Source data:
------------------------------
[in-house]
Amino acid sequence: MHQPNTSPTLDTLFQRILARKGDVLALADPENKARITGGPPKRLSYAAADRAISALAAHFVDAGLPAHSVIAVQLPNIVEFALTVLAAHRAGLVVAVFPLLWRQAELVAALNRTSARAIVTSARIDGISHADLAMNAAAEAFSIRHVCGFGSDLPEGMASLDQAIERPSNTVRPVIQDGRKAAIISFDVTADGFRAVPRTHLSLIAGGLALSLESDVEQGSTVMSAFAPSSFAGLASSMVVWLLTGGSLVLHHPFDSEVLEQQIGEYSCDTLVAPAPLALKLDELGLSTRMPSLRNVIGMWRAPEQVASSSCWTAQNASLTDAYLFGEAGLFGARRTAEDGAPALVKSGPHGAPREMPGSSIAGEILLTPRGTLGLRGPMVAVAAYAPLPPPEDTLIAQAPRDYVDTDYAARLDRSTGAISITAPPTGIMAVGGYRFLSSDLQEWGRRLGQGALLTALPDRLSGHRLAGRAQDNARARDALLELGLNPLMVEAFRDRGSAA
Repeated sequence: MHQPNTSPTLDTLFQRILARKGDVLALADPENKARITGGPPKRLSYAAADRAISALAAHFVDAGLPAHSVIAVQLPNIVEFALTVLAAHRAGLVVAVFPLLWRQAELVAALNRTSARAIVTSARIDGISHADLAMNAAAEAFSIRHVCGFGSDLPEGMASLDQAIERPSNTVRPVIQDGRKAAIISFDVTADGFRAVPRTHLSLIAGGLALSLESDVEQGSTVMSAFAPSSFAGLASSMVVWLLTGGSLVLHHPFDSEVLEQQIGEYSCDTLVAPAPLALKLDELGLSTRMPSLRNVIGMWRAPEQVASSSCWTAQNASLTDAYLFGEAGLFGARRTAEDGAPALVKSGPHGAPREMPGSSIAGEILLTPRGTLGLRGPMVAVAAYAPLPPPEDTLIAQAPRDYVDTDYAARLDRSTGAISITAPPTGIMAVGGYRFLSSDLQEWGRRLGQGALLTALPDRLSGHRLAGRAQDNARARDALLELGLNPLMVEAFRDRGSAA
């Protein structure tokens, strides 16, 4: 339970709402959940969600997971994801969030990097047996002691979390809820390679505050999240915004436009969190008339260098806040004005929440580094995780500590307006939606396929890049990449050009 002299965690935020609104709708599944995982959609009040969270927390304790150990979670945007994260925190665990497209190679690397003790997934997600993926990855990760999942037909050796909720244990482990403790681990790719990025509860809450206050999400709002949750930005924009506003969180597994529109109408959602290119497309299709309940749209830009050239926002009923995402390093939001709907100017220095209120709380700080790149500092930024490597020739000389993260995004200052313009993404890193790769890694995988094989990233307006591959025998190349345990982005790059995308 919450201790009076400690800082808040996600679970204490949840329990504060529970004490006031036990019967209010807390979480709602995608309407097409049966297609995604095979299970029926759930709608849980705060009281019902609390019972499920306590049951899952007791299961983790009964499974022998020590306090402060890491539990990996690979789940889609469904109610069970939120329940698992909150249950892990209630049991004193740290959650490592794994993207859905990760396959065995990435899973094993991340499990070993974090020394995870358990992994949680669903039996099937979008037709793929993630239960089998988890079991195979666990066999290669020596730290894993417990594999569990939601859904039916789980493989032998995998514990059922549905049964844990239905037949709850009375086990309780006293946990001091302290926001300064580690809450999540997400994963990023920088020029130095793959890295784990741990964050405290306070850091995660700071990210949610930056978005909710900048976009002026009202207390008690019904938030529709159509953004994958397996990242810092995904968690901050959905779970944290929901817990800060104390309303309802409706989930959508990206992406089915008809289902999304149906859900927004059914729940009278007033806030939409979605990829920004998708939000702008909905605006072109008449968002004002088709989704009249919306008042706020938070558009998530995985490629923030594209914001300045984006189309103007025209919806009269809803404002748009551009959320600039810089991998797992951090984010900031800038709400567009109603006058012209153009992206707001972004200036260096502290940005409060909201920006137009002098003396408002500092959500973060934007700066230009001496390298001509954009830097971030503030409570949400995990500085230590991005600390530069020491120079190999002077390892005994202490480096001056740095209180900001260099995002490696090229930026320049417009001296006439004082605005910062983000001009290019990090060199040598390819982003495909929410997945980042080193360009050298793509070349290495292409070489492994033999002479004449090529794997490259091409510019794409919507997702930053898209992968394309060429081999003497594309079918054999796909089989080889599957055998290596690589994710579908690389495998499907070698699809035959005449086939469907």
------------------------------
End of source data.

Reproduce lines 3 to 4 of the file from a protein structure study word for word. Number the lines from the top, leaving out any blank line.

Repeated sequence: MHQPNTSPTLDTLFQRILARKGDVLALADPENKARITGGPPKRLSYAAADRAISALAAHFVDAGLPAHSVIAVQLPNIVEFALTVLAAHRAGLVVAVFPLLWRQAELVAALNRTSARAIVTSARIDGISHADLAMNAAAEAFSIRHVCGFGSDLPEGMASLDQAIERPSNTVRPVIQDGRKAAIISFDVTADGFRAVPRTHLSLIAGGLALSLESDVEQGSTVMSAFAPSSFAGLASSMVVWLLTGGSLVLHHPFDSEVLEQQIGEYSCDTLVAPAPLALKLDELGLSTRMPSLRNVIGMWRAPEQVASSSCWTAQNASLTDAYLFGEAGLFGARRTAEDGAPALVKSGPHGAPREMPGSSIAGEILLTPRGTLGLRGPMVAVAAYAPLPPPEDTLIAQAPRDYVDTDYAARLDRSTGAISITAPPTGIMAVGGYRFLSSDLQEWGRRLGQGALLTALPDRLSGHRLAGRAQDNARARDALLELGLNPLMVEAFRDRGSAA
């Protein structure tokens, strides 16, 4: 339970709402959940969600997971994801969030990097047996002691979390809820390679505050999240915004436009969190008339260098806040004005929440580094995780500590307006939606396929890049990449050009 002299965690935020609104709708599944995982959609009040969270927390304790150990979670945007994260925190665990497209190679690397003790997934997600993926990855990760999942037909050796909720244990482990403790681990790719990025509860809450206050999400709002949750930005924009506003969180597994529109109408959602290119497309299709309940749209830009050239926002009923995402390093939001709907100017220095209120709380700080790149500092930024490597020739000389993260995004200052313009993404890193790769890694995988094989990233307006591959025998190349345990982005790059995308 919450201790009076400690800082808040996600679970204490949840329990504060529970004490006031036990019967209010807390979480709602995608309407097409049966297609995604095979299970029926759930709608849980705060009281019902609390019972499920306590049951899952007791299961983790009964499974022998020590306090402060890491539990990996690979789940889609469904109610069970939120329940698992909150249950892990209630049991004193740290959650490592794994993207859905990760396959065995990435899973094993991340499990070993974090020394995870358990992994949680669903039996099937979008037709793929993630239960089998988890079991195979666990066999290669020596730290894993417990594999569990939601859904039916789980493989032998995998514990059922549905049964844990239905037949709850009375086990309780006293946990001091302290926001300064580690809450999540997400994963990023920088020029130095793959890295784990741990964050405290306070850091995660700071990210949610930056978005909710900048976009002026009202207390008690019904938030529709159509953004994958397996990242810092995904968690901050959905779970944290929901817990800060104390309303309802409706989930959508990206992406089915008809289902999304149906859900927004059914729940009278007033806030939409979605990829920004998708939000702008909905605006072109008449968002004002088709989704009249919306008042706020938070558009998530995985490629923030594209914001300045984006189309103007025209919806009269809803404002748009551009959320600039810089991998797992951090984010900031800038709400567009109603006058012209153009992206707001972004200036260096502290940005409060909201920006137009002098003396408002500092959500973060934007700066230009001496390298001509954009830097971030503030409570949400995990500085230590991005600390530069020491120079190999002077390892005994202490480096001056740095209180900001260099995002490696090229930026320049417009001296006439004082605005910062983000001009290019990090060199040598390819982003495909929410997945980042080193360009050298793509070349290495292409070489492994033999002479004449090529794997490259091409510019794409919507997702930053898209992968394309060429081999003497594309079918054999796909089989080889599957055998290596690589994710579908690389495998499907070698699809035959005449086939469907």